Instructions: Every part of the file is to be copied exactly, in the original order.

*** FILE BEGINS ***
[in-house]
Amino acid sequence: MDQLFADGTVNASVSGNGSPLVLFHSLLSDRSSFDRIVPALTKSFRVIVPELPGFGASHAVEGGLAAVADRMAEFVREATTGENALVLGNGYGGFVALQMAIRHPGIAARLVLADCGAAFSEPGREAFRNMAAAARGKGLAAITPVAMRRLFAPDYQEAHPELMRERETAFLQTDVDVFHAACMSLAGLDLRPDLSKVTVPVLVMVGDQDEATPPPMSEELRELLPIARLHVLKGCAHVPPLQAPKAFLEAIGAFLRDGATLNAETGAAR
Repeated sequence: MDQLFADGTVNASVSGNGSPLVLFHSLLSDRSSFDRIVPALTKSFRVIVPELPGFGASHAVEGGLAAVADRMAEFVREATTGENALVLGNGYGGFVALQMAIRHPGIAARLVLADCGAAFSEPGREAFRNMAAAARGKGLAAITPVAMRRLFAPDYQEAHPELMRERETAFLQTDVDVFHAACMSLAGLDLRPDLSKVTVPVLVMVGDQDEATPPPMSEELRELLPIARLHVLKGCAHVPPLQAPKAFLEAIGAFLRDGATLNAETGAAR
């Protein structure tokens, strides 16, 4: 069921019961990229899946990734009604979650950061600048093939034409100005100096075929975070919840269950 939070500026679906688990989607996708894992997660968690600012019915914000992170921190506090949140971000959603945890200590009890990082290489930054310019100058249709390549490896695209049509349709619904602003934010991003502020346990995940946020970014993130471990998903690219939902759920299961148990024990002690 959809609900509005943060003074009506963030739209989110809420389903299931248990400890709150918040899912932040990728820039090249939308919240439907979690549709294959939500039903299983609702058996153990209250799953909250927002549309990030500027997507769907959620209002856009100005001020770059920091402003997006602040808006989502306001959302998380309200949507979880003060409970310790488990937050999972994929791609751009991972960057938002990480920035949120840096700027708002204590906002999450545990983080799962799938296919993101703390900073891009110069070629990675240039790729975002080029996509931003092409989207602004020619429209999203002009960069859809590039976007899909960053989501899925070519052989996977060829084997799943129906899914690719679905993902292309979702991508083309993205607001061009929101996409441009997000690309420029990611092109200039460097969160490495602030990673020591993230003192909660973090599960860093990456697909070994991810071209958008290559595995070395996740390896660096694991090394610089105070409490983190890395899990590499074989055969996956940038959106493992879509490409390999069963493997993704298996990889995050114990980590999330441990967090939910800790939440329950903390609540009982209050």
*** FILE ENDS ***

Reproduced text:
[in-house]
Amino acid sequence: MDQLFADGTVNASVSGNGSPLVLFHSLLSDRSSFDRIVPALTKSFRVIVPELPGFGASHAVEGGLAAVADRMAEFVREATTGENALVLGNGYGGFVALQMAIRHPGIAARLVLADCGAAFSEPGREAFRNMAAAARGKGLAAITPVAMRRLFAPDYQEAHPELMRERETAFLQTDVDVFHAACMSLAGLDLRPDLSKVTVPVLVMVGDQDEATPPPMSEELRELLPIARLHVLKGCAHVPPLQAPKAFLEAIGAFLRDGATLNAETGAAR
Repeated sequence: MDQLFADGTVNASVSGNGSPLVLFHSLLSDRSSFDRIVPALTKSFRVIVPELPGFGASHAVEGGLAAVADRMAEFVREATTGENALVLGNGYGGFVALQMAIRHPGIAARLVLADCGAAFSEPGREAFRNMAAAARGKGLAAITPVAMRRLFAPDYQEAHPELMRERETAFLQTDVDVFHAACMSLAGLDLRPDLSKVTVPVLVMVGDQDEATPPPMSEELRELLPIARLHVLKGCAHVPPLQAPKAFLEAIGAFLRDGATLNAETGAAR
């Protein structure tokens, strides 16, 4: 069921019961990229899946990734009604979650950061600048093939034409100005100096075929975070919840269950 939070500026679906688990989607996708894992997660968690600012019915914000992170921190506090949140971000959603945890200590009890990082290489930054310019100058249709390549490896695209049509349709619904602003934010991003502020346990995940946020970014993130471990998903690219939902759920299961148990024990002690 959809609900509005943060003074009506963030739209989110809420389903299931248990400890709150918040899912932040990728820039090249939308919240439907979690549709294959939500039903299983609702058996153990209250799953909250927002549309990030500027997507769907959620209002856009100005001020770059920091402003997006602040808006989502306001959302998380309200949507979880003060409970310790488990937050999972994929791609751009991972960057938002990480920035949120840096700027708002204590906002999450545990983080799962799938296919993101703390900073891009110069070629990675240039790729975002080029996509931003092409989207602004020619429209999203002009960069859809590039976007899909960053989501899925070519052989996977060829084997799943129906899914690719679905993902292309979702991508083309993205607001061009929101996409441009997000690309420029990611092109200039460097969160490495602030990673020591993230003192909660973090599960860093990456697909070994991810071209958008290559595995070395996740390896660096694991090394610089105070409490983190890395899990590499074989055969996956940038959106493992879509490409390999069963493997993704298996990889995050114990980590999330441990967090939910800790939440329950903390609540009982209050």